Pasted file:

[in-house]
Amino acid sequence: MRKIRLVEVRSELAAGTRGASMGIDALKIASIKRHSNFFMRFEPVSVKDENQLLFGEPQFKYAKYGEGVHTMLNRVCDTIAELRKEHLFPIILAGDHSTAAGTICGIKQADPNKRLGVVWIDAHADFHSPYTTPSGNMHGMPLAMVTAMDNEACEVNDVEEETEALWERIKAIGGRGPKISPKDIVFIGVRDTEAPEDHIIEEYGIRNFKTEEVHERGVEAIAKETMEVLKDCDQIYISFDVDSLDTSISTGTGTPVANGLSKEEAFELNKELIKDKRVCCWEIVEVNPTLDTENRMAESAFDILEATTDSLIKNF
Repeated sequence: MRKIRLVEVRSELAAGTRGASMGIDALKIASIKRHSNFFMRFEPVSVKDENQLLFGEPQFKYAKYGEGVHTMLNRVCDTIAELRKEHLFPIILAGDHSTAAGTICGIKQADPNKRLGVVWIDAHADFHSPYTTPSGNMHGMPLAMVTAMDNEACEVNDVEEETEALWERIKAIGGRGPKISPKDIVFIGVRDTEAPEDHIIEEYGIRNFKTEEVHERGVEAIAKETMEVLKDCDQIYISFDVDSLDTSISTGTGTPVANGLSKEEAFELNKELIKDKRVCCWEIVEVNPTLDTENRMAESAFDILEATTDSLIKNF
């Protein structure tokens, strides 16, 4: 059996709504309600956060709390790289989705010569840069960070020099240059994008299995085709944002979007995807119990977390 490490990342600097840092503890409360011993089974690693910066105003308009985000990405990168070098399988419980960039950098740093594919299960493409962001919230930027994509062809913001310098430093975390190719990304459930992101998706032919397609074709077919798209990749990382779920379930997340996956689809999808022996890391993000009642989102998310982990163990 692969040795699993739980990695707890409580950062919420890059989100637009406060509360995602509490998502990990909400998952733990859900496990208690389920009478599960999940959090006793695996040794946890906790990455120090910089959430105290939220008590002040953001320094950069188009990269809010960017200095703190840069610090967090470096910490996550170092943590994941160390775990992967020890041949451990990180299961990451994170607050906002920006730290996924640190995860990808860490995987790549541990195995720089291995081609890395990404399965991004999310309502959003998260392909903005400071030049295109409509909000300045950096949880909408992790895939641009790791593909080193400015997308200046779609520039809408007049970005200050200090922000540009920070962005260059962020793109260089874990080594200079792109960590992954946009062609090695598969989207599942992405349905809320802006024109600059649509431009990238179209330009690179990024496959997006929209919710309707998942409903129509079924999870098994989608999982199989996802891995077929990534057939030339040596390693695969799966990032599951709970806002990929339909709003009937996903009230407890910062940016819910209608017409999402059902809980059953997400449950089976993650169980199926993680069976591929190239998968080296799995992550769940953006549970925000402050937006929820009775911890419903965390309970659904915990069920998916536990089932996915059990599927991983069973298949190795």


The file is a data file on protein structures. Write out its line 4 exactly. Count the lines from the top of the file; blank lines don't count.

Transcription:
């Protein structure tokens, strides 16, 4: 059996709504309600956060709390790289989705010569840069960070020099240059994008299995085709944002979007995807119990977390 490490990342600097840092503890409360011993089974690693910066105003308009985000990405990168070098399988419980960039950098740093594919299960493409962001919230930027994509062809913001310098430093975390190719990304459930992101998706032919397609074709077919798209990749990382779920379930997340996956689809999808022996890391993000009642989102998310982990163990 692969040795699993739980990695707890409580950062919420890059989100637009406060509360995602509490998502990990909400998952733990859900496990208690389920009478599960999940959090006793695996040794946890906790990455120090910089959430105290939220008590002040953001320094950069188009990269809010960017200095703190840069610090967090470096910490996550170092943590994941160390775990992967020890041949451990990180299961990451994170607050906002920006730290996924640190995860990808860490995987790549541990195995720089291995081609890395990404399965991004999310309502959003998260392909903005400071030049295109409509909000300045950096949880909408992790895939641009790791593909080193400015997308200046779609520039809408007049970005200050200090922000540009920070962005260059962020793109260089874990080594200079792109960590992954946009062609090695598969989207599942992405349905809320802006024109600059649509431009990238179209330009690179990024496959997006929209919710309707998942409903129509079924999870098994989608999982199989996802891995077929990534057939030339040596390693695969799966990032599951709970806002990929339909709003009937996903009230407890910062940016819910209608017409999402059902809980059953997400449950089976993650169980199926993680069976591929190239998968080296799995992550769940953006549970925000402050937006929820009775911890419903965390309970659904915990069920998916536990089932996915059990599927991983069973298949190795």